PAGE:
class RMSF(AnalysisBase):
    r"""Calculate RMSF of given atoms across a trajectory.

    No RMSD-superposition is performed; it is assumed that the user is
    providing a trajectory where the protein of interest has been structurally
    aligned to a reference structure. The protein also has to be whole because
    periodic boundaries are not taken into account.

    Run the analysis with :meth:``, which stores the results in the
    array :attr:`RMSF.results.rmsf`.

    def __init__(self, atomgroup, **kwargs):
        atomgroup : AtomGroup
            Atoms for which RMSF is calculated
        verbose : bool (optional)
             Show detailed progress of the calculation if set to ``True``; the
             default is ``False``.

             raised if negative values are calculated, which indicates that a
             numerical overflow or underflow occurred

        The root mean square fluctuation of an atom :math:`i` is computed as the
        time average

        .. math::

          \rho_i = \sqrt{\left\langle (\mathbf{x}_i - \langle\mathbf{x}_i\rangle)^2 \right\rangle}

        No mass weighting is performed.

        This method implements an algorithm for computing sums of squares while
        avoiding overflows and underflows :cite:p:`Welford1962`.

        .. bibliography::
            :filter: False


        super(RMSF, self).__init__(atomgroup.universe.trajectory, **kwargs)
        self.atomgroup = atomgroup

    def _prepare(self):
        self.sumsquares = np.zeros((self.atomgroup.n_atoms, 3))
        self.mean = self.sumsquares.copy()

    def _single_frame(self):
        k = self._frame_index
        self.sumsquares += (k / (k+1.0)) * (self.atomgroup.positions - self.mean) ** 2
        self.mean = (k * self.mean + self.atomgroup.positions) / (k + 1)

    def _conclude(self):
        k = self._frame_index
        self.results.rmsf = np.sqrt(self.sumsquares.sum(axis=1) / (k + 1))

        if not (self.results.rmsf >= 0).all():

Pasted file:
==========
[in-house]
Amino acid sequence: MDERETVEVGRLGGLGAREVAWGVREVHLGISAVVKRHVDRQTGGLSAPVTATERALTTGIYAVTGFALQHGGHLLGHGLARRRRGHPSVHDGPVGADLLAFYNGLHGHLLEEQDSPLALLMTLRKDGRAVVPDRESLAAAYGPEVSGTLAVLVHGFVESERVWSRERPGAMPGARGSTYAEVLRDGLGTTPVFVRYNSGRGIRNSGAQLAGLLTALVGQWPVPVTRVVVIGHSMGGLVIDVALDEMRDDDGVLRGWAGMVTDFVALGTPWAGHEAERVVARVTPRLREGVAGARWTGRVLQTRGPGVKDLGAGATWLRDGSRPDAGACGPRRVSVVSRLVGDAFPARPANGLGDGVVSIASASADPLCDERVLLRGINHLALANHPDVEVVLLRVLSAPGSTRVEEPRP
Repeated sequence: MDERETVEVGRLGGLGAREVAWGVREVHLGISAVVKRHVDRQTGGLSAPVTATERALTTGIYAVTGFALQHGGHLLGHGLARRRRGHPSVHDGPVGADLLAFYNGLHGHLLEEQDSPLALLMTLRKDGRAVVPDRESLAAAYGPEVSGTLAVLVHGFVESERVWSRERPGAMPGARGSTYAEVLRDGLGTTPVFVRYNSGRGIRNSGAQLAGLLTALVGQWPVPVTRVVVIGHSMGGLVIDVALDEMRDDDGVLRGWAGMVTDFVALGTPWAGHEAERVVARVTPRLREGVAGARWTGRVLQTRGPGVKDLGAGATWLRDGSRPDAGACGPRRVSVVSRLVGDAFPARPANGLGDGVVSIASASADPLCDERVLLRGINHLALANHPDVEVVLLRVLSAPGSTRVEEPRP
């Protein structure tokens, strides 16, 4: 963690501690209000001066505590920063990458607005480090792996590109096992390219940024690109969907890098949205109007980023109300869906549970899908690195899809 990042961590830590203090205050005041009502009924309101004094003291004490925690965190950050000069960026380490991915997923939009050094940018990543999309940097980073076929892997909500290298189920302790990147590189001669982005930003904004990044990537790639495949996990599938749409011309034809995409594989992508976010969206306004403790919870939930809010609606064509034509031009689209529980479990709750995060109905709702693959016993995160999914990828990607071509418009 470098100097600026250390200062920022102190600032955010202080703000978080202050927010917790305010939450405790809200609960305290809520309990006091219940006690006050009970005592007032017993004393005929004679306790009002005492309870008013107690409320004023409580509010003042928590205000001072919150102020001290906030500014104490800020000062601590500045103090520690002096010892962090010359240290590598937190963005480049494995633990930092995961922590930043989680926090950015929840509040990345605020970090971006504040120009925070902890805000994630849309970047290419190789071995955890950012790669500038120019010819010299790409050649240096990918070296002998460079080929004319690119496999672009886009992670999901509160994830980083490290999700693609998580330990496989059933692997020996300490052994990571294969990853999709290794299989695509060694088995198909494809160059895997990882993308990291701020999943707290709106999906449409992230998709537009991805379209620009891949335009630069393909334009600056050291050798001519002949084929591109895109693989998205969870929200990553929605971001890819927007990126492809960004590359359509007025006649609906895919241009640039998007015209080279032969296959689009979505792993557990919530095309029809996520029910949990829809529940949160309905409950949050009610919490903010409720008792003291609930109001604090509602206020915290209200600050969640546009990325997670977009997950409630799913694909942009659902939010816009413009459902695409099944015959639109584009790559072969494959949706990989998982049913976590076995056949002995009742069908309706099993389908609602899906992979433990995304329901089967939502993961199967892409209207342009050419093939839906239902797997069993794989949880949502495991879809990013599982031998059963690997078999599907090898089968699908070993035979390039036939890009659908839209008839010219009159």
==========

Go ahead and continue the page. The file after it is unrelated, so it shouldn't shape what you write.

raise ValueError("Some RMSF values negative; overflow " +
                             "or underflow occurred")

To make our RMSF analysis class easier to access, we import it in Add

from .rmsfkit import RMSF

This satisfies the first MDAKit requirement (“code in the package uses MDAnalysis”).

Filling in tests

Once again, we take directly from the MDAnalysis package. Here we take the RMSF testing class and update the contents of rmsfkit/tests/ to reflect the following code block:

Unit and regression test for the rmsfkit package.

The TestRMSF class was taken from the MDAnalysis rms tests file and
the relevant modules were switched.

# Import package, test suite, and other packages as needed
from MDAnalysisTests.datafiles import GRO, XTC, rmsfArray
import MDAnalysis as mda

from numpy.testing import assert_equal, assert_almost_equal
import numpy as np
import os
import pytest

import rmsfkit
import sys

def test_rmsfkit_imported():
    """Sample test, will always pass so long as import statement worked"""
    assert "rmsfkit" in sys.modules

class TestRMSF(object):
    def universe(self):
        return mda.Universe(GRO, XTC)

    def test_rmsf(self, universe):
        rmsfs = rmsfkit.RMSF(universe.select_atoms('name CA'))
        test_rmsfs = np.load(rmsfArray)

        assert_almost_equal(rmsfs.results.rmsf, test_rmsfs, 5,
                            err_msg="error: rmsf profile should match test "

    def test_rmsf_single_frame(self, universe):
        rmsfs = rmsfkit.RMSF(universe.select_atoms('name CA')).run(start=5, stop=6)

        assert_almost_equal(rmsfs.results.rmsf, 0, 5,
                            err_msg="error: rmsfs should all be zero")

    def test_rmsf_identical_frames(self, universe, tmpdir):

        outfile = os.path.join(str(tmpdir), 'rmsf.xtc')

        # write a dummy trajectory of all the same frame
        with mda.Writer(outfile, universe.atoms.n_atoms) as W:
            for _ in range(universe.trajectory.n_frames):

        universe = mda.Universe(GRO, outfile)
        rmsfs = rmsfkit.RMSF(universe.select_atoms('name CA'))
        assert_almost_equal(rmsfs.results.rmsf, 0, 5,
                            err_msg="error: rmsfs should all be 0")

Since these tests use files included with the MDAnalysisTests package, we need to add it as a dependency in devtools/conda-envs/test_env.yaml. Additionally, we need to add this dependency to the pyproject.toml file. Under the [project.optional-dependencies] table, ensure that MDAnalysisTests>=2.0.0 is listed in test.

test = [

Confirm that the code and tests work

Up until this point we haven’t tested any of the code. Following the the instructions from the generated, we can create a testing environment using conda or mamba (recommended).